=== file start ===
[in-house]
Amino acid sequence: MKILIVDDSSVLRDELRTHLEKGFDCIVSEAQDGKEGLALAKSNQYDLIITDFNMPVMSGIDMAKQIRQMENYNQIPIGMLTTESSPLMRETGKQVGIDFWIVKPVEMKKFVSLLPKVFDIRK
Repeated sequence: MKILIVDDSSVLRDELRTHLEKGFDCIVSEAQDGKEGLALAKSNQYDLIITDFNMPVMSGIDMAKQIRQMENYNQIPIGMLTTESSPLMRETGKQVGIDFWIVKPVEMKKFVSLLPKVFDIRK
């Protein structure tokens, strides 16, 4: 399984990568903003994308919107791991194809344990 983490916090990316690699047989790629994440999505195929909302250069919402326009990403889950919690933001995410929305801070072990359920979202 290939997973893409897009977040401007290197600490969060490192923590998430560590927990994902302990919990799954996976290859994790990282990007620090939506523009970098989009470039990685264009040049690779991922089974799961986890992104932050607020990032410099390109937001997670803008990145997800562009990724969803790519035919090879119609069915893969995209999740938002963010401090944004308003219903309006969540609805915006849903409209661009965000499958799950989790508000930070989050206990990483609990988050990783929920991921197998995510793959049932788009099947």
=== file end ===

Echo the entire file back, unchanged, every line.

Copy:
[in-house]
Amino acid sequence: MKILIVDDSSVLRDELRTHLEKGFDCIVSEAQDGKEGLALAKSNQYDLIITDFNMPVMSGIDMAKQIRQMENYNQIPIGMLTTESSPLMRETGKQVGIDFWIVKPVEMKKFVSLLPKVFDIRK
Repeated sequence: MKILIVDDSSVLRDELRTHLEKGFDCIVSEAQDGKEGLALAKSNQYDLIITDFNMPVMSGIDMAKQIRQMENYNQIPIGMLTTESSPLMRETGKQVGIDFWIVKPVEMKKFVSLLPKVFDIRK
């Protein structure tokens, strides 16, 4: 399984990568903003994308919107791991194809344990 983490916090990316690699047989790629994440999505195929909302250069919402326009990403889950919690933001995410929305801070072990359920979202 290939997973893409897009977040401007290197600490969060490192923590998430560590927990994902302990919990799954996976290859994790990282990007620090939506523009970098989009470039990685264009040049690779991922089974799961986890992104932050607020990032410099390109937001997670803008990145997800562009990724969803790519035919090879119609069915893969995209999740938002963010401090944004308003219903309006969540609805915006849903409209661009965000499958799950989790508000930070989050206990990483609990988050990783929920991921197998995510793959049932788009099947």